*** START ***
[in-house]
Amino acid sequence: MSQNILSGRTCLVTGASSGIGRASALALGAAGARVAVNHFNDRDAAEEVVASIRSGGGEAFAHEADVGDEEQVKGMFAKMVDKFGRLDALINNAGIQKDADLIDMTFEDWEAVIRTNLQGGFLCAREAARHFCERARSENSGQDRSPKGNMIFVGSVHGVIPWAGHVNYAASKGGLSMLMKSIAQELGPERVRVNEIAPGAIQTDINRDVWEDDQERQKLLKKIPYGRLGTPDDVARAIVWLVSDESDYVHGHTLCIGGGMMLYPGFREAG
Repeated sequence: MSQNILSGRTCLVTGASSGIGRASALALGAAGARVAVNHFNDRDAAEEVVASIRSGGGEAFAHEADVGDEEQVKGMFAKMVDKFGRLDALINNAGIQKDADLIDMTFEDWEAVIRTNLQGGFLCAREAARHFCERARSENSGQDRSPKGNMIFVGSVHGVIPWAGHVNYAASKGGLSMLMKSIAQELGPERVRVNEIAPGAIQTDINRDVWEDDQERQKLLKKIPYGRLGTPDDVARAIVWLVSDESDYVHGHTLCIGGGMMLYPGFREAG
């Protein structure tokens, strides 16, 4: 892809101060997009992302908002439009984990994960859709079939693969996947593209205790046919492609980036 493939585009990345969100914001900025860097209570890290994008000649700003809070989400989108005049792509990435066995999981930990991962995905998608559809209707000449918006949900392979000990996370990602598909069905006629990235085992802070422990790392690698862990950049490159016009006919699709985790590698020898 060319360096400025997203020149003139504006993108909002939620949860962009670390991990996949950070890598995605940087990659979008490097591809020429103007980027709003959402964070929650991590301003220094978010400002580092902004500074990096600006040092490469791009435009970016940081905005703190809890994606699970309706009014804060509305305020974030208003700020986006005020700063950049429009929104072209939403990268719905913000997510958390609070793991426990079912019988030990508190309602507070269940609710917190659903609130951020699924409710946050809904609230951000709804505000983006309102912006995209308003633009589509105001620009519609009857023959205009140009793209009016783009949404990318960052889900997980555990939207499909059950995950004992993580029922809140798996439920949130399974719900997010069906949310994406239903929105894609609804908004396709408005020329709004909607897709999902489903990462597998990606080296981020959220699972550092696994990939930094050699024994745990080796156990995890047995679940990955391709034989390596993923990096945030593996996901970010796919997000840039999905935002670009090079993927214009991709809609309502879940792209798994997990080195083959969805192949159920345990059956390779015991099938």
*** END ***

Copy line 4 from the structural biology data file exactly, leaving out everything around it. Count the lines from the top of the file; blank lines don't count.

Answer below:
């Protein structure tokens, strides 16, 4: 892809101060997009992302908002439009984990994960859709079939693969996947593209205790046919492609980036 493939585009990345969100914001900025860097209570890290994008000649700003809070989400989108005049792509990435066995999981930990991962995905998608559809209707000449918006949900392979000990996370990602598909069905006629990235085992802070422990790392690698862990950049490159016009006919699709985790590698020898 060319360096400025997203020149003139504006993108909002939620949860962009670390991990996949950070890598995605940087990659979008490097591809020429103007980027709003959402964070929650991590301003220094978010400002580092902004500074990096600006040092490469791009435009970016940081905005703190809890994606699970309706009014804060509305305020974030208003700020986006005020700063950049429009929104072209939403990268719905913000997510958390609070793991426990079912019988030990508190309602507070269940609710917190659903609130951020699924409710946050809904609230951000709804505000983006309102912006995209308003633009589509105001620009519609009857023959205009140009793209009016783009949404990318960052889900997980555990939207499909059950995950004992993580029922809140798996439920949130399974719900997010069906949310994406239903929105894609609804908004396709408005020329709004909607897709999902489903990462597998990606080296981020959220699972550092696994990939930094050699024994745990080796156990995890047995679940990955391709034989390596993923990096945030593996996901970010796919997000840039999905935002670009090079993927214009991709809609309502879940792209798994997990080195083959969805192949159920345990059956390779015991099938």